AOL has finally bowed to competitive pressure from free Internet services by cutting its £16.95 a month subscription charge to £9.99.
Despite speculation the company would launch a new flat monthly fee that would include call charges, AOL members will continue to pay extra for phone calls.
A spokesperson for AOL UK confirmed that AOL is trialling a service that uses a toll free 0800 number, but it is only one of many different pricing structures currently being investigated.
Since the launch of Freeserve last Autumn, now with over one million users, the future of the paid for ISP has been in doubt, but AOL has been adamant that it does not want to scrap its subscription model.
AOL is confident that the reduction of nearly £7 a month will be enough to win the fight against the new crop of free ISPs.
"Consumers recognise that AOL has the brand and value that perhaps the other ISPs have to work to get," said O'Neill.
The new service will be available from 1 June to all of its 600,000 UK members and will include all the current features of the online service including chat rooms, parental control and free customer service.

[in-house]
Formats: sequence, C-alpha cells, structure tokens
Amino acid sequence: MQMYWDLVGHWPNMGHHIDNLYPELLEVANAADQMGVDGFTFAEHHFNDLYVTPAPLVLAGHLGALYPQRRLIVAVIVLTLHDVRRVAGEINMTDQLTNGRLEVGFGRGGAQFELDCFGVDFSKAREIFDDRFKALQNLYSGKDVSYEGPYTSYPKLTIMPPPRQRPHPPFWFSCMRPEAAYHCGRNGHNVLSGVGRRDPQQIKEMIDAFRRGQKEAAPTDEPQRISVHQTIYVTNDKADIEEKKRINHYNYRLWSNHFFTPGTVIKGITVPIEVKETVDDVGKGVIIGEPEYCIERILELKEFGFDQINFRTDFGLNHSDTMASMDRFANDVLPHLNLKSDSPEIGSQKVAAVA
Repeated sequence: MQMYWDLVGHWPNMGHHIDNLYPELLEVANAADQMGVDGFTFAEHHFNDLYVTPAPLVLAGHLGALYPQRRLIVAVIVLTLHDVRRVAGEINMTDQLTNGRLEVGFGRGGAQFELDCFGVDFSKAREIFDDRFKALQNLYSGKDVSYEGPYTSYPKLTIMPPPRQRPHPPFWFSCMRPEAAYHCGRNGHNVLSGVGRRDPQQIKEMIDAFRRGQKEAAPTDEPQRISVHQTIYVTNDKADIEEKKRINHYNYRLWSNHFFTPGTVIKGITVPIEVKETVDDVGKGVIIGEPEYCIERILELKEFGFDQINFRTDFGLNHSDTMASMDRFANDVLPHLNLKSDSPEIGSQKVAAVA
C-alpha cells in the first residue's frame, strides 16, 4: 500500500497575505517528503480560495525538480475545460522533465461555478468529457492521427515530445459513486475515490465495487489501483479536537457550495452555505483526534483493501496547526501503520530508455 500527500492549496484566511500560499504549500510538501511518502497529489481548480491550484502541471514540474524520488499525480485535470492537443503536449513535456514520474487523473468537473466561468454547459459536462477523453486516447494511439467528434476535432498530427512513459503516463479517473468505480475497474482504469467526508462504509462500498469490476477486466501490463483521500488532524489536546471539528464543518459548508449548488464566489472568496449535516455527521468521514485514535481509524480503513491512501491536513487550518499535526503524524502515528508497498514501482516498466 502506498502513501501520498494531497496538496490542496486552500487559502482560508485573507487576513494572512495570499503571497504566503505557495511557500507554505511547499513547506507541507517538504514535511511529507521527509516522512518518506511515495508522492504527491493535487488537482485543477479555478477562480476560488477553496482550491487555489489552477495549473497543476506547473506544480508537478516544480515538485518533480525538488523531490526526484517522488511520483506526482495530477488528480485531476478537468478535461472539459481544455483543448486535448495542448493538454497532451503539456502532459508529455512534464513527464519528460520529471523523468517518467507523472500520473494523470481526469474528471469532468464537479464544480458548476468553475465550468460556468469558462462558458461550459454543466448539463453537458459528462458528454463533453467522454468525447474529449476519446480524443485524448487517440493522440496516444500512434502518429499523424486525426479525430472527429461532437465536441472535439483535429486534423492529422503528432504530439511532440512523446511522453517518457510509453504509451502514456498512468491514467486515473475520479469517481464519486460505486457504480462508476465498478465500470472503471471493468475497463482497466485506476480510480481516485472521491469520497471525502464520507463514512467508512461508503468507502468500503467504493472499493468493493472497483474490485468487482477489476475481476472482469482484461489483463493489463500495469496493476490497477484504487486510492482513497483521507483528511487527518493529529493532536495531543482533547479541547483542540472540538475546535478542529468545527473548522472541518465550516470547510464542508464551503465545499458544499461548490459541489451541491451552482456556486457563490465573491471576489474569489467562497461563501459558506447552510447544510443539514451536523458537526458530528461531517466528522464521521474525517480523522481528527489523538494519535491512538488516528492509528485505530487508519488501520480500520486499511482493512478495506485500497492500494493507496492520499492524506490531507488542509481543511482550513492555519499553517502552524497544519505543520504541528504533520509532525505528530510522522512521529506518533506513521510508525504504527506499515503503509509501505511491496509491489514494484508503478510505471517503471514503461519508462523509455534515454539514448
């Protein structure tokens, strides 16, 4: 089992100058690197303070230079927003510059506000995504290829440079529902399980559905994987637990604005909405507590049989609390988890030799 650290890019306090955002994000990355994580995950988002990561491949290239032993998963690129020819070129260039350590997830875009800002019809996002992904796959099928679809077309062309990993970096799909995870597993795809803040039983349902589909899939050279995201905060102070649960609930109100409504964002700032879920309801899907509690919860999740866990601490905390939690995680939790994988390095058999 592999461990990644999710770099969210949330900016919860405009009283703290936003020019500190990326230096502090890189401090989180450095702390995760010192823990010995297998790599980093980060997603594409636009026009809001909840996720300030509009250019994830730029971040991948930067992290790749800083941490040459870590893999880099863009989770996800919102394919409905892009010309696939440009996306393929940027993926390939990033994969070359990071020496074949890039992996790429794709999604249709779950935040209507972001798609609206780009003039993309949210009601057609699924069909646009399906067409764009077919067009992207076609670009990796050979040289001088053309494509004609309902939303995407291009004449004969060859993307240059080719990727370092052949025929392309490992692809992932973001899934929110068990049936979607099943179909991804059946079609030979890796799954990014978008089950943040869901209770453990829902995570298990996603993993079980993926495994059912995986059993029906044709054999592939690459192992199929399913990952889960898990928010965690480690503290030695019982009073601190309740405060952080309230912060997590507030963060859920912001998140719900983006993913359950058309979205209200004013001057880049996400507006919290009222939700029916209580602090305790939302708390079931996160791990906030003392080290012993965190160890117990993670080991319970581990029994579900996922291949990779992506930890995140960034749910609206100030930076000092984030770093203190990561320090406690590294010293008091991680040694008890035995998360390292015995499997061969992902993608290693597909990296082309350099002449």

Two weeks ago Tempo announced an Internet access service with free off peak phone calls, while both The Sun and Mirror newspapers have announced free Internet access services. BSkyB is to enter the foray with a service going live in June.
AOL also announced an advertising deal with eBay where the online auctioneer will appear across the AOL and Compuserve services in the UK, France and Germany. eBay will pay AOL $75 million over four years for the privilege and the two companies will launch co-branded sites in Europe later this year.
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